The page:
Wednesday, October 29, 2014

Has George W. Bush been vindicated?

Few people would disagree that former president George W. Bush was an amiable and sociable guy. He was also a humble president who made decisions based on sound principle

He is a humble guy who put his country first, even when his legacy and the future of the republican party stood in the balance,. 

He showed time and again that he loves and respects his country so much that he refuses to respond to criticisms that he was wrong about the Iraq war, even while doing so might have saved his legacy and lead to a republican monopoly in Washington.  

From the moment the Iraq war began in 2003, the Democrat Party, after a couple days of making it look like they were all for it because public support was, it didn't take long before the Democrat Party and the media began an ongoing, never-ending 24/7, 365 effort to discredit the effort, to discredit the war, to discredit the motivation.

During the initial fighting in Iraq there was no effort to search for WOMD, as the effort at this time was to secure the area.  Yet one the fighting started to slow down in 2004, evidence started to come in that Saddam did indeed harbor such weapons.  Yet even when Rick Santorum came forward with evidence back in 2006 (and, yes, he's gloating today), George W. Bush refused to release the evidence to prove Santorum right.  

While the decision must have been that of George Bush himself, a new report suggests that Karl Rove is taking the blame for covering up the fact that WOMD were indeed found in Iraq.  As evidence of discarded WOMD started coming in, he simply said, "Let sleeping dogs lie."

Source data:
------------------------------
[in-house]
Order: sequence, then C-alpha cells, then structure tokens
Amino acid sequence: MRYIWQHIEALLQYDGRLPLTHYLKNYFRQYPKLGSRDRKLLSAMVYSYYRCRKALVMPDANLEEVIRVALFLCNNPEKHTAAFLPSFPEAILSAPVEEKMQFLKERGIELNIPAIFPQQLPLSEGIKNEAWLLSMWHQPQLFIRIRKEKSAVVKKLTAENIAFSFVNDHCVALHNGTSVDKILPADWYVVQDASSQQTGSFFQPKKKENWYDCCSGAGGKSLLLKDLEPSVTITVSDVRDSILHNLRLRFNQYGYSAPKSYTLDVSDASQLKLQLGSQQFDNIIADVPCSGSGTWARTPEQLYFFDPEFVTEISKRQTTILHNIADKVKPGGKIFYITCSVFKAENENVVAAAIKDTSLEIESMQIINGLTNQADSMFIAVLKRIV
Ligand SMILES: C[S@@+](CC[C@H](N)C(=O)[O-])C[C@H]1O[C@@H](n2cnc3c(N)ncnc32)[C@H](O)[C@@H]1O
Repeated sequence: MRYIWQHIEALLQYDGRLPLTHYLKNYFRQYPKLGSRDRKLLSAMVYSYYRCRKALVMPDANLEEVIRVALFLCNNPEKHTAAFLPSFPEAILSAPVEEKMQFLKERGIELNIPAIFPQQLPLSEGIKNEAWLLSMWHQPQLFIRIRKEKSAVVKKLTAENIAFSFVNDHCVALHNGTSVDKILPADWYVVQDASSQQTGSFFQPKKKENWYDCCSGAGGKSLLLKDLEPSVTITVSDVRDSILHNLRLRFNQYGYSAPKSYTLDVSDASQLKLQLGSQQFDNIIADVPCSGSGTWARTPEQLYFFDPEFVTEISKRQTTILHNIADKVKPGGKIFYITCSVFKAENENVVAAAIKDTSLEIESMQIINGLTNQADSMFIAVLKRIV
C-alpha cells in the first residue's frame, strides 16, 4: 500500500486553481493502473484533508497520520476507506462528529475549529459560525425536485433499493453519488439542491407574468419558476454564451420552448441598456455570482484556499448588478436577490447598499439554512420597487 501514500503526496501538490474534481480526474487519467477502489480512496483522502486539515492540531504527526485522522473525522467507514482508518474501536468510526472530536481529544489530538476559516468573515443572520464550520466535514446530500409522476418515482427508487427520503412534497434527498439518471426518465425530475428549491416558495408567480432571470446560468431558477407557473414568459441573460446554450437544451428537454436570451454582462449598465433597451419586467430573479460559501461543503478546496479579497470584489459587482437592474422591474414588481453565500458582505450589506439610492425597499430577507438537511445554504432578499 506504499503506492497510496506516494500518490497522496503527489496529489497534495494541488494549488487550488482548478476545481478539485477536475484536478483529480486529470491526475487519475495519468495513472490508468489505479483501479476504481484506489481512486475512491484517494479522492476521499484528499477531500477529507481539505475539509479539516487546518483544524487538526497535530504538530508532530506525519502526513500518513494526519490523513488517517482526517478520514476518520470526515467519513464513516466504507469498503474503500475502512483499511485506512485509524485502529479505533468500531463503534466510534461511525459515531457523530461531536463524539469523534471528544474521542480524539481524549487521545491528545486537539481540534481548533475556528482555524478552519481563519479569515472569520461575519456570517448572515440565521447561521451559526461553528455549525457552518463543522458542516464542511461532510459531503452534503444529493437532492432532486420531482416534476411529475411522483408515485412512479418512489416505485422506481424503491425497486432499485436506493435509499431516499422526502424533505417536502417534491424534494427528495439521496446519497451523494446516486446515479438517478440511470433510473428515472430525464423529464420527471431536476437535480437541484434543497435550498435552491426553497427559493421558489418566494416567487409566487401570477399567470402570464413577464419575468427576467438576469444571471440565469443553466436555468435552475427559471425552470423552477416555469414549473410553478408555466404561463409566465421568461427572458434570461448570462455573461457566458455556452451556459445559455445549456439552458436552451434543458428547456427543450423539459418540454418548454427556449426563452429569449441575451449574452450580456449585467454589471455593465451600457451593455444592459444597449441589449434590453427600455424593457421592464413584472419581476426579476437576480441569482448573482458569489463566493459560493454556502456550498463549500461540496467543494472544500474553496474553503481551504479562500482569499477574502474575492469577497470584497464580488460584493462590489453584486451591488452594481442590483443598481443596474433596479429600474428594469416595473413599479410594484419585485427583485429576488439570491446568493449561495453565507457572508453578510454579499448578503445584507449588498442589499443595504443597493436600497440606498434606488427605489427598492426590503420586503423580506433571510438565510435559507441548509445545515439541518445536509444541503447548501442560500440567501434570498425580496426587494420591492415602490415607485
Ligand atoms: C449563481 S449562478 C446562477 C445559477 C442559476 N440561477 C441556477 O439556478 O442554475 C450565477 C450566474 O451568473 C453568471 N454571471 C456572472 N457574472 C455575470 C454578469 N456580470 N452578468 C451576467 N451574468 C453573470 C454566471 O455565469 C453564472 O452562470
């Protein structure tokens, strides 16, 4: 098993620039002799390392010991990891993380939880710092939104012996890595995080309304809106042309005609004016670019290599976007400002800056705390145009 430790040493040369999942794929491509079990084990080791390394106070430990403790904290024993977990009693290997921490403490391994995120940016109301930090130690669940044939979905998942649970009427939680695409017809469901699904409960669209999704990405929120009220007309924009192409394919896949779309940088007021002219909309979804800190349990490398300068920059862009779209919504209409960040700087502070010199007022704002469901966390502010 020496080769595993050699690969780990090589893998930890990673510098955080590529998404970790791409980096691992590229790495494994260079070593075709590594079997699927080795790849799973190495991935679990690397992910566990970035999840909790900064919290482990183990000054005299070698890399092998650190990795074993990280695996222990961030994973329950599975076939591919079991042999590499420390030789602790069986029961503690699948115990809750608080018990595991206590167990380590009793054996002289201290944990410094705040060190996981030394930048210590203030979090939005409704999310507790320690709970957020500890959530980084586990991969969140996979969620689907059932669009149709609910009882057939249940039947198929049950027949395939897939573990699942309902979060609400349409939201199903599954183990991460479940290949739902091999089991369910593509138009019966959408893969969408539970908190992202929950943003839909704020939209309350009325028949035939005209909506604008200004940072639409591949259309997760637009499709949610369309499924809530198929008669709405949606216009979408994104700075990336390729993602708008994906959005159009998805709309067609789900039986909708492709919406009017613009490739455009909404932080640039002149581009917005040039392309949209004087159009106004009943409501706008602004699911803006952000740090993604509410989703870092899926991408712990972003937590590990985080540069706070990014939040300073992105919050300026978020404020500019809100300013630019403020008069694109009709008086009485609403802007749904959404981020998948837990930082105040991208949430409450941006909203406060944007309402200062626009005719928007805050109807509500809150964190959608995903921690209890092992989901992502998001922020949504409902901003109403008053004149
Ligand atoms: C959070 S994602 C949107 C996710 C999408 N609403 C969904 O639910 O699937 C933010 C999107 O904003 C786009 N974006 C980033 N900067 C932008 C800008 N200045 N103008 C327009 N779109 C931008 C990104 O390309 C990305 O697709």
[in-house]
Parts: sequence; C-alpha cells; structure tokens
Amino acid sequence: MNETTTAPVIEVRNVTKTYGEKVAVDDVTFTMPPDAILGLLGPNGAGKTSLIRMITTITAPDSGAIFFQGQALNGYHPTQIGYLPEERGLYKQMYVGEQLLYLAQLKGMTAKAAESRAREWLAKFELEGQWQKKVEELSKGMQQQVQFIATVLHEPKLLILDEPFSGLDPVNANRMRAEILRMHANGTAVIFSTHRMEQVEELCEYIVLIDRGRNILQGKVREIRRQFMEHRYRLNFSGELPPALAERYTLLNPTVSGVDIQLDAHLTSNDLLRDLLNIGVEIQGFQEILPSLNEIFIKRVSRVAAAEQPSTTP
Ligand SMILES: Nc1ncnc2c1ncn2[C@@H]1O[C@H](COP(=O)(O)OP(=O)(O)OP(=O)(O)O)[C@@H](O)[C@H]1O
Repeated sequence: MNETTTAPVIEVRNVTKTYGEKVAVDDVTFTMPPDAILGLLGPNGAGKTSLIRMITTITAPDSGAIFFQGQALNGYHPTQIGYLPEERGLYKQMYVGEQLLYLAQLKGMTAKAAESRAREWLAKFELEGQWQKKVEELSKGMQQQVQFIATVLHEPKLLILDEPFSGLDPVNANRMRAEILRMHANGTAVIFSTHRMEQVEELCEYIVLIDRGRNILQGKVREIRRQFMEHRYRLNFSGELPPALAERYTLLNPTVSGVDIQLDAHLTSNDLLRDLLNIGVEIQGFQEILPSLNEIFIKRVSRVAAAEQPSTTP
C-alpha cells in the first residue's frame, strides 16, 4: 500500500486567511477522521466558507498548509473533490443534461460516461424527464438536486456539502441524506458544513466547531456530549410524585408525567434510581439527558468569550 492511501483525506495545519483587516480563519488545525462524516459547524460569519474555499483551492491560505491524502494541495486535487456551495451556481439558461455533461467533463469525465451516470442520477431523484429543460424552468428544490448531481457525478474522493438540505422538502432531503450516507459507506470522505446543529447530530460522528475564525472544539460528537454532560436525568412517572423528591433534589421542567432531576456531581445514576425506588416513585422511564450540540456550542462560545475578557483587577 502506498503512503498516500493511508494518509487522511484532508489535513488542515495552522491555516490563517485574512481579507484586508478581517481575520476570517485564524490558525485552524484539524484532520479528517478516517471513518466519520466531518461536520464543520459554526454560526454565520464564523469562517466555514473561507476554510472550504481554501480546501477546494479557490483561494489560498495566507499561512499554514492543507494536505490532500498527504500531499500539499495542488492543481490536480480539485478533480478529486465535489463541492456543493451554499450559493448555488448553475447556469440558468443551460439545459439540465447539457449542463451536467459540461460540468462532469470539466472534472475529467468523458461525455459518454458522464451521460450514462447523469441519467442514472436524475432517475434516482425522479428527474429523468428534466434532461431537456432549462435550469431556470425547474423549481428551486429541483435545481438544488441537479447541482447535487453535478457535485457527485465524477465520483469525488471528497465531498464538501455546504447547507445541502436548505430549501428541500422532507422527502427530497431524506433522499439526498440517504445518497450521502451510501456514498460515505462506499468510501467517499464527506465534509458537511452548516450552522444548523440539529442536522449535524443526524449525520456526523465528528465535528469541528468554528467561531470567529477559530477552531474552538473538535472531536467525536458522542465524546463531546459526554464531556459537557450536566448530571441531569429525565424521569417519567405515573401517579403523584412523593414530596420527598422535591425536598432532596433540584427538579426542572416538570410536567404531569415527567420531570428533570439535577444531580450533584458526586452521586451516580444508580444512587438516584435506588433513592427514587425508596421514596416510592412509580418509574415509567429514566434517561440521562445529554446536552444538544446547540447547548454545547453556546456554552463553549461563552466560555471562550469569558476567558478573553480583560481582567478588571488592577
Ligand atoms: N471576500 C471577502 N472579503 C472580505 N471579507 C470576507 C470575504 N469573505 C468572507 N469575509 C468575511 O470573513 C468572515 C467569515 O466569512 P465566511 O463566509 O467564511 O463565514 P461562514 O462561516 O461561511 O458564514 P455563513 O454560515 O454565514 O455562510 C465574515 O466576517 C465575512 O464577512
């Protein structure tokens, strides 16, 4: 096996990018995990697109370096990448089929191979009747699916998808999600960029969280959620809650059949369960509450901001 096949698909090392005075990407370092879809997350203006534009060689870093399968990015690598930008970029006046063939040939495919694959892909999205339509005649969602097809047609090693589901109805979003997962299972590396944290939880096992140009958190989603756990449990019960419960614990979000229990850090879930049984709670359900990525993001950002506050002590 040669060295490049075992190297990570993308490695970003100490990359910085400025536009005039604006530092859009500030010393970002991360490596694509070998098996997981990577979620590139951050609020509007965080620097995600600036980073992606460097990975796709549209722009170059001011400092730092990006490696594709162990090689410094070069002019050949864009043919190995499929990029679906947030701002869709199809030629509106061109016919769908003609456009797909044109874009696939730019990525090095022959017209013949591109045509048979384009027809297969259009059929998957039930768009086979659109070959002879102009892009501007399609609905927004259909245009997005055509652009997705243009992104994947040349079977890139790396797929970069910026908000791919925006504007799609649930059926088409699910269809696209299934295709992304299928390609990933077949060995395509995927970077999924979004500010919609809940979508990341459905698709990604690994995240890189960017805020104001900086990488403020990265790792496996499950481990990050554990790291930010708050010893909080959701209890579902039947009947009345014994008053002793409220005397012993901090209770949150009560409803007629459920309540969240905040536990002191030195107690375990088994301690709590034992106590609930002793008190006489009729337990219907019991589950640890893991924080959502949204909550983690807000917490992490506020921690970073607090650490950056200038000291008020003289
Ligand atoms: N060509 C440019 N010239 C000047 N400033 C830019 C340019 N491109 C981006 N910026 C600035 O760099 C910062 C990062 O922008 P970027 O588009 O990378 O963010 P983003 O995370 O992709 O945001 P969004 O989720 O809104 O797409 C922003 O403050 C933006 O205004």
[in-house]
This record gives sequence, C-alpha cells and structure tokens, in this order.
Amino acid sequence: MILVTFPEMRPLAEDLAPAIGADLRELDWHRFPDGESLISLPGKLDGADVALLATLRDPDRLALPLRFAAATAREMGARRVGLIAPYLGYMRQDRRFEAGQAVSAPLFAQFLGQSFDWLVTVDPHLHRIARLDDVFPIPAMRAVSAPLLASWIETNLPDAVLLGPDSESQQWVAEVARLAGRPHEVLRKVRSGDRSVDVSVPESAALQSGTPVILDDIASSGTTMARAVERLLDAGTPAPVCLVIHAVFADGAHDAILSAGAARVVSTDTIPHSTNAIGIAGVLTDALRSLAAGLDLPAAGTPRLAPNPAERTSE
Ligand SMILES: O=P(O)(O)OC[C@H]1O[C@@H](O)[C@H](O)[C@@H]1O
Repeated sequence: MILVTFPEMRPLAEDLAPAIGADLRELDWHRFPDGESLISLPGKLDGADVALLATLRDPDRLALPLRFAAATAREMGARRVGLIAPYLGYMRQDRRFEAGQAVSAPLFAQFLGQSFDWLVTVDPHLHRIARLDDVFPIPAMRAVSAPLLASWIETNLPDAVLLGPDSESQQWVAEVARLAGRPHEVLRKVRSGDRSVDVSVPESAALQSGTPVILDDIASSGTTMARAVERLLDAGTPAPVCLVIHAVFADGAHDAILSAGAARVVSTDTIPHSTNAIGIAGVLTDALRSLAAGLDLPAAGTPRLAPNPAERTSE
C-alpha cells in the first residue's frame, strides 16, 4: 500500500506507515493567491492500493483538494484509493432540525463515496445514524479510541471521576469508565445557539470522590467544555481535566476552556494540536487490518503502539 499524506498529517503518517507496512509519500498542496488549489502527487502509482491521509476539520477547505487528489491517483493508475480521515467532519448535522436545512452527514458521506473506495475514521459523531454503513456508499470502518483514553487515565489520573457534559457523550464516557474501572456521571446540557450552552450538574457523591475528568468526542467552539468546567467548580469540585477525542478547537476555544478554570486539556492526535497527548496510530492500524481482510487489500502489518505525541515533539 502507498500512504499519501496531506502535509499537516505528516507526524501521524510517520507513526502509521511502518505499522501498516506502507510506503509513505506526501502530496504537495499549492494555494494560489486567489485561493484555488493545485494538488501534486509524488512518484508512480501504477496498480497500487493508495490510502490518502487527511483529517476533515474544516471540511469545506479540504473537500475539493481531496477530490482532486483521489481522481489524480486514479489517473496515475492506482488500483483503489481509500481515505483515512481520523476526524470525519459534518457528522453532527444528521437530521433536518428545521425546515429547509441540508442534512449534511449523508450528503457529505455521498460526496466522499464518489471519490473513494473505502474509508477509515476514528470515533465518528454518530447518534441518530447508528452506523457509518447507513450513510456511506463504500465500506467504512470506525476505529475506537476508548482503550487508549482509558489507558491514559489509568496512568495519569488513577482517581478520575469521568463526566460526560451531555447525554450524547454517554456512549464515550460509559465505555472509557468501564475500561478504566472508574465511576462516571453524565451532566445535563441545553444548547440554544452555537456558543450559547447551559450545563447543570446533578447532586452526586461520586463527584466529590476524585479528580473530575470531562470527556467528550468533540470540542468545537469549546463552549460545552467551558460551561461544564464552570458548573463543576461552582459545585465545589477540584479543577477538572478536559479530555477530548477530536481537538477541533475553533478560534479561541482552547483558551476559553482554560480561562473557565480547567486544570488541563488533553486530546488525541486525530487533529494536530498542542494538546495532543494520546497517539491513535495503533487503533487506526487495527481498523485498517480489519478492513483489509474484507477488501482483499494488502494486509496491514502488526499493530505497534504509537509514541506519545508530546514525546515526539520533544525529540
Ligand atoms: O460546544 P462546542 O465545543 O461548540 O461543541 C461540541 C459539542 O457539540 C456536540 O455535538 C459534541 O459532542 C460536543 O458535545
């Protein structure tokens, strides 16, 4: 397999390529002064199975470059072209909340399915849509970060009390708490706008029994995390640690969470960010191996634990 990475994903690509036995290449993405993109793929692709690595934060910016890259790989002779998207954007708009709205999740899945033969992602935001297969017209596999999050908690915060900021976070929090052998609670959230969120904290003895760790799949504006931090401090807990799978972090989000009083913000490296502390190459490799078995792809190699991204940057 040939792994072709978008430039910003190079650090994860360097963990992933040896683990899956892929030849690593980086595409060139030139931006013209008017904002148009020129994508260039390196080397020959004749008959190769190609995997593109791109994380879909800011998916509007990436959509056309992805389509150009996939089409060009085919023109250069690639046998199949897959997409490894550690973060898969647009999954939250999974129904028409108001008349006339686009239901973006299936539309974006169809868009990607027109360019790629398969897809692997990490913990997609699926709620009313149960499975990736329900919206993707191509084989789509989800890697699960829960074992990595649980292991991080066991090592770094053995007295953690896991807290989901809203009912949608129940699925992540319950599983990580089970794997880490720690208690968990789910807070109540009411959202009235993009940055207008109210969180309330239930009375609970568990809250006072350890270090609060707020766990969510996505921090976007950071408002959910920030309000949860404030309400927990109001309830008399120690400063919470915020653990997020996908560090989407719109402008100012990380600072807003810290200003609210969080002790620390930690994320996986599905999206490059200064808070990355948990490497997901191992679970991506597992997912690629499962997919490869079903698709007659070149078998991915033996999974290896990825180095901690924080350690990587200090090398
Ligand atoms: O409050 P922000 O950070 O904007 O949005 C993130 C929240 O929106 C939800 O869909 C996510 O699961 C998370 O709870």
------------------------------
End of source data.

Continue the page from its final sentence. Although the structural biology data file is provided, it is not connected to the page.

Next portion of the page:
To me, that does not seem to be the type of decision that Karl Rove, Bush's political advisor, would make.  As political advisor, you'd think he would have preferred for such evidence to become vastly available for the media to pounce over in order to vindicate a president who had otherwise been vastly criticised by democrats in Washington and the media.  

However, a decision to let sleeping dogs lie would go right along with how Bush handled his presidency, whereby he would often make decisions he thought were best for his country based on principle, and let the people decide for themselves.  

In fact, as you can see for yourself in this video, in 2007 Bush ordered a surge in Iraq while critics were calling for a pull out.  Bush, however, went on TV to defend his decision.  He said: 
"I know some in Washington would like us to withdraw from Iraq now.  Begin withdrawing before our commanders say we are ready would be dangerous for Iraq, for the region, and for the United States. It would mean surrendering the future of Iraq to Al Qaeda.  It would mean we would risking mass killings on a horrific scale.  It would mean we allow terrorists to establish a safe haven in Iraq that they lost in Afghanistan.  It would mean that we increase the possibility that U.S. troops will face on a later date an enemy that was even more dangerous." 
This was a surge that would indeed end up stabilizing the region.  And, after Obama pulled troops out of Iraq, ISIS entered the region.  ISIS, as you may know, is quite possibly the enemy that is even more dangerous than Al Qaeda.

The problem with any news that appears to vindicate Bush is that it will always be underplayed by the media.  Even as the New York Times reported that WOMD were in fact found in Iraq, they down played this news by saying, "but it was a pre-1991 weapons cache."

But what does it matter.  The fact of the matter is that Bush was right. He was right to go into Iraq to in an effort to create stability in an otherwise unstable region, and to make it so terrorists could not harbor weapons and find safe havens that allowed them to regroup in their efforts to convert or kill non Muslims.

It appears, however, that Bush has indeed been vindicated.